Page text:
New fiber-optic devices demand new manufacturing processes

Sept. 1, 1998

With the ever-increasing demand for bandwidth in the optical network, systems de signers at original equipment manufacturers (OEMs) are looking for ways to increase the number of optical ports available on their cards (in other words, the port density). This, in turn, is forcing component manufacturers to find innovative ways to reduce the physical size of optical components while maintaining competitiveness in this high-volume, price-sensitive market.

The demand for low-cost transceiver products has been growing at a remarkable rate, and the keen competition in this market has benefited customers by driving down cost and improving quality and reliability. Also, the early adoption of component-level standardization has freed OEMs to procure transceivers from multiple vendors with the confidence of knowing they will work in their system boards without modification. Probably the largest share of the current transceiver market is generated by the requirement for multisourced 1 x 9 or 2 x 9 products using the duplex SC optical connector.

However, the current design of transceiver products is likely to be superseded by products that offer OEM companies higher port density in their systems. Yet, increased port density is not the only trend in transceivers. The use of 3.3V of current is a rapidly emerging standard in the industry, as OEMs need to reduce overall system power consumption. In the past, OEM system designers were required to supply 5V rails purely for the optical transceiver in addition to the 3.3V system supply. The requirement for two power supplies added cost and complexity. New transceiver products are required to operate from a single 3.3V supply to remove this unnecessary complexity from the system board.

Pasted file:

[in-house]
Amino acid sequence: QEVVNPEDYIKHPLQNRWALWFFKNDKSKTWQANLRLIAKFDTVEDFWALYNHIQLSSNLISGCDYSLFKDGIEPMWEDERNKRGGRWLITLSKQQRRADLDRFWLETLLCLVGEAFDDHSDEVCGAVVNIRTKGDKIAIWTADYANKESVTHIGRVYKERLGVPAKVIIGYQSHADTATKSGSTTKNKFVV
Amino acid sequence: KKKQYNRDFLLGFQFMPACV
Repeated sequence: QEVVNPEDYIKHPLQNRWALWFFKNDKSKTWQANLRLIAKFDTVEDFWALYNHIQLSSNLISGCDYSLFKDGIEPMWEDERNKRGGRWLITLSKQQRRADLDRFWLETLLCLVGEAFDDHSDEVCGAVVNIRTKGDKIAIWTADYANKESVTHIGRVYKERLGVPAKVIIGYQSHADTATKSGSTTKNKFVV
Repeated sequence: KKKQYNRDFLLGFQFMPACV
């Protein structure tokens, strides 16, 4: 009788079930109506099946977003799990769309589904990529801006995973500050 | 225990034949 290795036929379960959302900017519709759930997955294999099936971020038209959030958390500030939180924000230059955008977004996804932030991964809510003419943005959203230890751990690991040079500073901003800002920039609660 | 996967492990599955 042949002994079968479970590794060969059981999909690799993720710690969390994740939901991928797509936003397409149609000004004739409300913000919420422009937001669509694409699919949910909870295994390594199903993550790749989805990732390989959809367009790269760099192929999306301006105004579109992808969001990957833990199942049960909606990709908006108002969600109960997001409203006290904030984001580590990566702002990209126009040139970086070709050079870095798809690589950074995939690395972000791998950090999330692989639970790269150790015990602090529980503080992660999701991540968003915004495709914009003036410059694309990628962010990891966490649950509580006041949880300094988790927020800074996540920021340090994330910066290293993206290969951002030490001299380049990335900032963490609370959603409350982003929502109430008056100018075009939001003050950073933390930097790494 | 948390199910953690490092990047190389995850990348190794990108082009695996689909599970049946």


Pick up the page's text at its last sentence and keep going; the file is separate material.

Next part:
Hewlett-Packard adopted the multisourced 2 x 5 pin configuration for its new small-form-factor transceiver products, which contain passively aligned optics and use the reduced physical dimensions of the Mini MT-RJ connector. The increasingly demanding requirements for cost, quality, consistency, and statutory compliance in transceivers has justified a radical re-design at all levels if the products are to find a home in such applications as Fast Ethernet, Gigabit Ethernet, and Synchronous Optical Network/Synchronous Digital Hierarchy.

The majority of Hewlett-Packard`s singlemode components employ the company`s strained multiple quantum well (S-MQW) laser diodes. Functionally, the S-MQW lasers met the electro-optic requirements of the new transceiver products--but design changes such as the inclusion of special alignment features were implemented to enhance manufacturing automation. The lasers are picked from the wafer, visually inspected, electro-optically tested, and segregated by performance. All of these functions are performed automatically by a laser die inspection system.

Meanwhile, to fully realize the size reduction afforded by the MT-RJ connector, the optical platform had to be similarly reduced in size. Therefore, the company developed a new optical subassembly for use with the connector. The subassembly consists of a micro-machined silicon sub-bench onto which a laser diode, monitor photodiode, and singlemode fiber stub are mounted. For the receiver, a multimode fiber stub and high-speed substrate-entry photodiode are used. Silicon was chosen for the sub-bench because of the stability of its planar structure and its low material cost, as well as to leverage off a well-established capability to grow silicon parts.